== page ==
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LISA14: More craft, less cruft.

The schedule for LISA has just gone live.  You're looking at it, wondering idly if you'll go this year.  Scroll around, look for the usual...huh, it's not there.  Weird.  Scroll around some more.  Click some links.  Where's that talk that's there every year?  Where's the tutorial that always shows up? And what's this "LISA Labs" business?  It's like...It's almost like...

Yeah. They've changed things.  A lot.  Welcome to the new LISA: more craft, less cruft.

If you'll forgive the switch to first person, my own LISA experience might be illustrative.  My first LISA was in 2006, and it was AWESOME. There were people I'd never heard of ("Hey, you wrote that book!"), people I'd never heard of ("You got that to do WHAT?"), and lots and lots to discover. The tutorials were intense, the presentations were incredible, and the hallway track was mind-blowing. I came back energized about work, excited about possibilities, and with a bunch of new friends.

The second LISA was GREAT: I got a chance to take some of the training I'd missed the first year, I got to see a lot of wonderful talks, and I got to see a bunch of my friends again and make new ones.

The third one was ALL ABOUT FRIENDS: people I'd met at the first two, new ones made on the spot (it's incredibly easy to talk to people at LISA). I was filling in the blanks in the training -- good thing they put so many of the same ones on again...But the fourth one? Honestly, I was starting to wonder if I should come back or not. I mean, sure, sometime, but not next year. Not when it's...well, when it's often the same things again and again. I've taken that course; I've seen that talk; what's left?

Earlier this year, though, I was contacted by Matt Simmons. He was LISA Bloggity Captain for the last few years (and for good reason; his own blog should be on your required reading list); he made the jump to the organizing committee this year, and asked me to take his place blogging for the conference. I was open to the idea, but wasn't sure if I'd be going. "I think it'd be worth it," he said; "things have changed." So I agreed.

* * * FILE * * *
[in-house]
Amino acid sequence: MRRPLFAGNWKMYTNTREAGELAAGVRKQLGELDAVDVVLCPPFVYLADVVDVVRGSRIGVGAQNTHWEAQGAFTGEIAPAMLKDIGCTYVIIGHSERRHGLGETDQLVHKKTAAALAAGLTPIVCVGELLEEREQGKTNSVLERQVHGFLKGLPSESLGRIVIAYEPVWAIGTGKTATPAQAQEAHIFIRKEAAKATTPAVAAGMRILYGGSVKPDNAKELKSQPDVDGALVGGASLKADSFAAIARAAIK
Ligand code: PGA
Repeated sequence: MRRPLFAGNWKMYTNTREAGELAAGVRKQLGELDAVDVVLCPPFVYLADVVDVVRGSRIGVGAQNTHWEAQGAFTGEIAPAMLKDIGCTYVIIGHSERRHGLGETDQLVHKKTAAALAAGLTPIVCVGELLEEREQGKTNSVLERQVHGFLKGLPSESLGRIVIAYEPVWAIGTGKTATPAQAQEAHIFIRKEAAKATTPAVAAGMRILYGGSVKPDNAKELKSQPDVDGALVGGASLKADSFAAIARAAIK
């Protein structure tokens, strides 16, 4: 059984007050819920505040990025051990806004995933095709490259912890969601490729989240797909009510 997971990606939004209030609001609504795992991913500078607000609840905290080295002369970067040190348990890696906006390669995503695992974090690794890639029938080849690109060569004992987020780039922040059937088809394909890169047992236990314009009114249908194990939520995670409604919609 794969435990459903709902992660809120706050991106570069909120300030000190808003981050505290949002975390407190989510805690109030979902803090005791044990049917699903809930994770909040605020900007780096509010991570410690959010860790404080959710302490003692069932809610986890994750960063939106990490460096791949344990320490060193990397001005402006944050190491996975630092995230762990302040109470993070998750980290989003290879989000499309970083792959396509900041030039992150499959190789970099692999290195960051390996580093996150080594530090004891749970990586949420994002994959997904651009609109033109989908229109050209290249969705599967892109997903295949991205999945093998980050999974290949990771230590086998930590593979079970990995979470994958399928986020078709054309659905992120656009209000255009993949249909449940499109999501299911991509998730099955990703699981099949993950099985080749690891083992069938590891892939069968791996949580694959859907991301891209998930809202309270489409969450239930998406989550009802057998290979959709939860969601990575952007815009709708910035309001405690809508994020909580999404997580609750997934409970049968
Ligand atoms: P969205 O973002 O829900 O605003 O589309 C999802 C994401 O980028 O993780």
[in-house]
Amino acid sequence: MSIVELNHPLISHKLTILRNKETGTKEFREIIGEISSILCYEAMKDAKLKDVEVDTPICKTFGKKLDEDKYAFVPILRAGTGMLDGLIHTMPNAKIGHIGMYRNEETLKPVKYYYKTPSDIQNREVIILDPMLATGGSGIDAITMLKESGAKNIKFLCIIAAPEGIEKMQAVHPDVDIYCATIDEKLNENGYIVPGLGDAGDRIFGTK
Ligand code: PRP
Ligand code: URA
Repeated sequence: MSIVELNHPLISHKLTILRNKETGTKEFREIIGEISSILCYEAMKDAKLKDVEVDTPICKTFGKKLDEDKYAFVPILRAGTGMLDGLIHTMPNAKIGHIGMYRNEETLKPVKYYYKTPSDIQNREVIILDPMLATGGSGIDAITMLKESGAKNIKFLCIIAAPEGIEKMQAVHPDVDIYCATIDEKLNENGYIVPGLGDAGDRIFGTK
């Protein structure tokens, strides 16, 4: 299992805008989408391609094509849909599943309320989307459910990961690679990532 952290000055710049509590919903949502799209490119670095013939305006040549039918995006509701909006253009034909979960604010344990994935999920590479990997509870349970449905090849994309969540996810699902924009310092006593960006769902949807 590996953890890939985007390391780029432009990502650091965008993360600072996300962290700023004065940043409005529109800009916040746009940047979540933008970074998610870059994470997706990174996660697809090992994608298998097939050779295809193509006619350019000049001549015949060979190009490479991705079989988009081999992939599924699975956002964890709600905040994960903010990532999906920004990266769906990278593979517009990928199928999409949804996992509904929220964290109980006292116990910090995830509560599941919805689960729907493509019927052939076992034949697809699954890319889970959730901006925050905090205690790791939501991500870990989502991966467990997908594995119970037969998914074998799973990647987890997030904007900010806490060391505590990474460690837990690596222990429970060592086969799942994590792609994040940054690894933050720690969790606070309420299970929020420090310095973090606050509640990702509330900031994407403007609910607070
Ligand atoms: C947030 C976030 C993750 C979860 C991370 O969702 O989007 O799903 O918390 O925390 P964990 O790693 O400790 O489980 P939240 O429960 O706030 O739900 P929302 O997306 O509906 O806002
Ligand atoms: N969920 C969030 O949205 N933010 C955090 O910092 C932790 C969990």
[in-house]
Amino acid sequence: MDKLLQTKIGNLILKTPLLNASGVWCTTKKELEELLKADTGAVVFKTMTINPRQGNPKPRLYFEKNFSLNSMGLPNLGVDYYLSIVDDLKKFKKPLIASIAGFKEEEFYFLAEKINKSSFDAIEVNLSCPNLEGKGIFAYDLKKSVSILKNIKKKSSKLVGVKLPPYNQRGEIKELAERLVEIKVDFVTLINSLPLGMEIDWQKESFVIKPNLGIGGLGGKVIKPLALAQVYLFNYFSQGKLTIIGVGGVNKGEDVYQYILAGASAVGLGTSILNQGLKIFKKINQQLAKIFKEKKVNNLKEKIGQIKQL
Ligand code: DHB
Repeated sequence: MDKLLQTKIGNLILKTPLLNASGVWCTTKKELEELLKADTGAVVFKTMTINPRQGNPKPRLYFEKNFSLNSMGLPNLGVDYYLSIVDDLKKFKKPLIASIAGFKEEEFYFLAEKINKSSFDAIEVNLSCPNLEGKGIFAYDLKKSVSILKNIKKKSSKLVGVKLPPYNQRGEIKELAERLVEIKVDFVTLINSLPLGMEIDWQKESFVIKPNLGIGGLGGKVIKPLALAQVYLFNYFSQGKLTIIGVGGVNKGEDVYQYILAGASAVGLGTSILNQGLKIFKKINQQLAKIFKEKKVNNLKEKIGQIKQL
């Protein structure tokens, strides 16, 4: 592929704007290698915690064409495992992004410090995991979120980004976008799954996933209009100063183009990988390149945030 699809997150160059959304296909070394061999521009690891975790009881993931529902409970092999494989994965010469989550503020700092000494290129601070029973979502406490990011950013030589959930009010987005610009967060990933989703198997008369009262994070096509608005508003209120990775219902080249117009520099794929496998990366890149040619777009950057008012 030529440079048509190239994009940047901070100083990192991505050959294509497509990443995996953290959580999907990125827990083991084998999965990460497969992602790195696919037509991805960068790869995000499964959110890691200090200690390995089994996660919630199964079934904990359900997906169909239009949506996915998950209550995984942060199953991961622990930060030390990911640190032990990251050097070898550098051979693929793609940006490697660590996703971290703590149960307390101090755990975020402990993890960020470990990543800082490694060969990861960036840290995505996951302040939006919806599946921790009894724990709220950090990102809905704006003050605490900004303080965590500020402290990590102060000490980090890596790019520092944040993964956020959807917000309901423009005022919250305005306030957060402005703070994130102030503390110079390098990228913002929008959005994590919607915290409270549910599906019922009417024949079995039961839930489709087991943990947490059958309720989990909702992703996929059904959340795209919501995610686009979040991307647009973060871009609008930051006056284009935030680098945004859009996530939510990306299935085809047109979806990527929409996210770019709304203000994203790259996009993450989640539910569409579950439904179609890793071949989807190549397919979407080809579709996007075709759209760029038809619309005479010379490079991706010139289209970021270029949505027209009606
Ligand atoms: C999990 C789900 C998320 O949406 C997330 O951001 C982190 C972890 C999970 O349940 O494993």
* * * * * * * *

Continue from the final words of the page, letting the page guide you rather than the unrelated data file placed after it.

Last week I got a chance to peek at the schedule, and I was impressed. Windows (!) is making an appearance, with presentations on PowerShell, configuration management (!!), and scaling at Stack Exchange. (I had no idea 'til recently that Stack Exchange was a mainly Windows shop.) I'm a Unix guy at heart, always will be, but it's important to have your prejudices challenged. Plus, it's good to hear that Windows system administrators are taking some of our techniques and running with them.

And training? Training's there, but not like always. The best way I can describe it is that they know you're they're gonna help you be great. Statistics, planning, development, security, and of course management -- it's like someone visited your future self and asked what you should get a move on. Training doesn't end at 5pm on Tuesday, either; the LISA Labs continue the work -- it's a full-day hackathon, Wednesday through Friday. Tired of getting to "Hello, world!" and stopping? This is the place for you. You'll work with instructors, presenters, and your fellow attendees to go beyond the usual demo environment.

Navigating Layer 8 gets its share of time, too -- someone's got to persuade folks to adopt all the cool stuff you'll discover, and guess who gets to display their initiative? That's right, you do. Two LISA conference chairs are giving a workshop on "Navigating the Business World." Valerie Aurora from the Ada Initiative is giving a workshop on everyday ways to support women in computing. And in a wonderful melding of heads-down technical coolness with cool-headed political techniques, the final keynote will be about NASA and the human element in robotic exploration of outer space. Janet Vertesi, a sociologist, has worked with NASA teams exploring Mars and Saturn; she's bringing back lessons learned about the politics and social factors that drove some of the most amazing scientific achievements humanity has made.

You can check out the program yourself -- but over the next few months, the LISA blogging team will be your eyes on the ground in the leadup to the conference: talking to the presenters, the organizers, and the folks behind the scenes who will be putting everything together. We'll be exploring the six key themes the conference will cover. We'll be giving you reasons to attend, ways to convince your manager to send you, and generally whipping up excitement. First, though, we figured we should introduce ourselves. And our next post will do just that.

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